Retro Game of the Day! The Ninja Warriors (SNES)

Retro Game of the Day is a daily look back at some of the games we loved - and some that we didn't - during the formative years. Today's entry is The Ninja Warriors for Super Nintendo.
Retro Game of the Day! The Ninja Warriors (SNES)

The Ninja Warriors for SNES by Taito, 1994 release, developed by Natsume. Because the yin to farming roleplaying games is the yang of Ninja Cyborg Assassin games.


Ninja Warriors is a bit of an interesting story - the original arcade featured 3 contiguous monitors, much like Taito's other arcade setup for the original Darius. This gave you a long horizontal expanse of a playfield - it looked and felt strange, but by virtue of that it felt cool and different. Just like a kid with a big playground! And of course, something that couldn't be properly replicated at home.


We never saw a domestic release of the original Ninja Warriors in the States, so when a console-only sequel was developed, they just used the first game's name (besides, "The Ninja Warriors Again" sounds strange, for a number of reasons!) At any rate, the game got a graphical upgrade thanks to the SNES' beefier processor, though of course the 3-screen setup was not a possibility.


The game involved your choice of 3 different cyborg ninjas - agile and weaker, lumbering and more durable, and of course the in-between "average" character. The gimmick here was that as your on-screen character took damage, you'd slowly see visual damage progressively shown on your character Terminator-style (especially in the case of the blonde female ninja, who unlike the other two did not have a prominent mechanical exoskeleton visible.)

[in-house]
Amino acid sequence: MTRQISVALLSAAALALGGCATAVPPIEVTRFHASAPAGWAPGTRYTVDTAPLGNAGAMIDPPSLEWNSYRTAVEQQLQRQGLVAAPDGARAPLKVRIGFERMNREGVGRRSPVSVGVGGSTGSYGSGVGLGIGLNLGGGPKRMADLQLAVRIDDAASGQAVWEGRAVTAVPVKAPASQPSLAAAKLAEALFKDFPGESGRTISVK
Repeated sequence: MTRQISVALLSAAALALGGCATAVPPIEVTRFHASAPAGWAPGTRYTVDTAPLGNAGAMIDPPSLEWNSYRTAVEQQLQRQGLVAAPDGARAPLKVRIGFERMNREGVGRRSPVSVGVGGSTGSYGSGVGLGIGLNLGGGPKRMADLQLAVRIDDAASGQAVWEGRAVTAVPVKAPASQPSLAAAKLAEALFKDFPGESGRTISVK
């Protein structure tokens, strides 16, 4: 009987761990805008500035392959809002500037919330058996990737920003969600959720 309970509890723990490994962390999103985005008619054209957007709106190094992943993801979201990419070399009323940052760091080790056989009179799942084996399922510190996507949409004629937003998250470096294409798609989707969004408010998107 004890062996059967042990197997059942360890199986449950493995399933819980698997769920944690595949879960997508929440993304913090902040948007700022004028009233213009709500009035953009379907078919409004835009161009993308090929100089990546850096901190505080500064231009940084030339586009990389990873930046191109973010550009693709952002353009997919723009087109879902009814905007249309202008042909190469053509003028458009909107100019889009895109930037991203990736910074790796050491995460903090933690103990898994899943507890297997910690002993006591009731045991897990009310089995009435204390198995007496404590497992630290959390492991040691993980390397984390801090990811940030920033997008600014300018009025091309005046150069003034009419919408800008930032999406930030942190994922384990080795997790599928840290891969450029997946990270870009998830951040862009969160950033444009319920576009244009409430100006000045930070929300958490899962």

As for the game itself, it was a very standard formula. Walk to the right, attack enemies, dodge projectiles. Charge up a super-attack, maul bosses, and so on and so forth. Very similar to a game like Bad Dudes, where movement is restricted to the horizontal plane with the occasional platforms to provide some vertical play. In a beat-em-up world dominated by the likes of Final Fight, TMNT and X-Men, where gameplay would take place in pseudo-orthographic space (with vertical play as well as horizontal), this felt extremely limiting and therefore not as enjoyable.

Still, the game sticks out to me because - it was gorgeous! I was always a sucker for games with these themes - military and cybernetics. When they did it right in 16-Bit, it looked incredible. Though this game was fairly light on substance, at the time that I rented it I was in love with it's aesthetic. Overall a forgettable experience, but even now it's fun to look at and play through for some mindless button-mashing and soldier-slashing.

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